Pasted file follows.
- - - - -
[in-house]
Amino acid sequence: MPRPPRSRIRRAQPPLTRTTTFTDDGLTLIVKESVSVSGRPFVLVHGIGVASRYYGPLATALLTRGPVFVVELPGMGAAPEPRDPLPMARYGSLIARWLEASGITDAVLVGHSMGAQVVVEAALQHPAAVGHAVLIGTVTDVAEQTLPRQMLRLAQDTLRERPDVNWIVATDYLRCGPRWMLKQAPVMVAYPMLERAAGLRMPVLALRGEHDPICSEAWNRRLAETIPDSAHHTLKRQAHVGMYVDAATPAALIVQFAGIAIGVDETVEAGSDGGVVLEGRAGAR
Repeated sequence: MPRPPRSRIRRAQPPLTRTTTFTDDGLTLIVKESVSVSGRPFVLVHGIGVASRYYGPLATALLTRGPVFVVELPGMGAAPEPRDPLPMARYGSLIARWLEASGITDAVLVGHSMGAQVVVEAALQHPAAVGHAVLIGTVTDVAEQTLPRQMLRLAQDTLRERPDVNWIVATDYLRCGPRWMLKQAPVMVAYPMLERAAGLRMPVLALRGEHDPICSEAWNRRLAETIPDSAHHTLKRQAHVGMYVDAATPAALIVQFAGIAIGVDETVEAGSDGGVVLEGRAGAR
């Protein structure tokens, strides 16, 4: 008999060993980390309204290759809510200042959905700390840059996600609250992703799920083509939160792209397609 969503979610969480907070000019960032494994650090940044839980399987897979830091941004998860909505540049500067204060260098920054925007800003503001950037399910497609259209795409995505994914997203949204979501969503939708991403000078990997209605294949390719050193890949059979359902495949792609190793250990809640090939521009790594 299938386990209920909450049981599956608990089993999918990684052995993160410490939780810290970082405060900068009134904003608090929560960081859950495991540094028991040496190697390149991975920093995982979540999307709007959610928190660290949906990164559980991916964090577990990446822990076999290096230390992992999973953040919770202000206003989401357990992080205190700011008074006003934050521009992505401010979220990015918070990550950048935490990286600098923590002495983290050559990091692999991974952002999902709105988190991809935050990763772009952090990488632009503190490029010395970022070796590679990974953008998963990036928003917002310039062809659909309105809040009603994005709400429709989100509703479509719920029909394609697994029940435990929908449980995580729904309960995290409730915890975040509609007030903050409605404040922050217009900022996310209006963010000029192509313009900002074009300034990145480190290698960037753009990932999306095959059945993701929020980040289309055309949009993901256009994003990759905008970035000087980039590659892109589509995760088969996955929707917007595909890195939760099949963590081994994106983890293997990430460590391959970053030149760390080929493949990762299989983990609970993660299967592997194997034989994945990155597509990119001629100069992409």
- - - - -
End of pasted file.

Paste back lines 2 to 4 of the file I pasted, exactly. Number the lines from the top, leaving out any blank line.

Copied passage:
Amino acid sequence: MPRPPRSRIRRAQPPLTRTTTFTDDGLTLIVKESVSVSGRPFVLVHGIGVASRYYGPLATALLTRGPVFVVELPGMGAAPEPRDPLPMARYGSLIARWLEASGITDAVLVGHSMGAQVVVEAALQHPAAVGHAVLIGTVTDVAEQTLPRQMLRLAQDTLRERPDVNWIVATDYLRCGPRWMLKQAPVMVAYPMLERAAGLRMPVLALRGEHDPICSEAWNRRLAETIPDSAHHTLKRQAHVGMYVDAATPAALIVQFAGIAIGVDETVEAGSDGGVVLEGRAGAR
Repeated sequence: MPRPPRSRIRRAQPPLTRTTTFTDDGLTLIVKESVSVSGRPFVLVHGIGVASRYYGPLATALLTRGPVFVVELPGMGAAPEPRDPLPMARYGSLIARWLEASGITDAVLVGHSMGAQVVVEAALQHPAAVGHAVLIGTVTDVAEQTLPRQMLRLAQDTLRERPDVNWIVATDYLRCGPRWMLKQAPVMVAYPMLERAAGLRMPVLALRGEHDPICSEAWNRRLAETIPDSAHHTLKRQAHVGMYVDAATPAALIVQFAGIAIGVDETVEAGSDGGVVLEGRAGAR
């Protein structure tokens, strides 16, 4: 008999060993980390309204290759809510200042959905700390840059996600609250992703799920083509939160792209397609 969503979610969480907070000019960032494994650090940044839980399987897979830091941004998860909505540049500067204060260098920054925007800003503001950037399910497609259209795409995505994914997203949204979501969503939708991403000078990997209605294949390719050193890949059979359902495949792609190793250990809640090939521009790594 299938386990209920909450049981599956608990089993999918990684052995993160410490939780810290970082405060900068009134904003608090929560960081859950495991540094028991040496190697390149991975920093995982979540999307709007959610928190660290949906990164559980991916964090577990990446822990076999290096230390992992999973953040919770202000206003989401357990992080205190700011008074006003934050521009992505401010979220990015918070990550950048935490990286600098923590002495983290050559990091692999991974952002999902709105988190991809935050990763772009952090990488632009503190490029010395970022070796590679990974953008998963990036928003917002310039062809659909309105809040009603994005709400429709989100509703479509719920029909394609697994029940435990929908449980995580729904309960995290409730915890975040509609007030903050409605404040922050217009900022996310209006963010000029192509313009900002074009300034990145480190290698960037753009990932999306095959059945993701929020980040289309055309949009993901256009994003990759905008970035000087980039590659892109589509995760088969996955929707917007595909890195939760099949963590081994994106983890293997990430460590391959970053030149760390080929493949990762299989983990609970993660299967592997194997034989994945990155597509990119001629100069992409």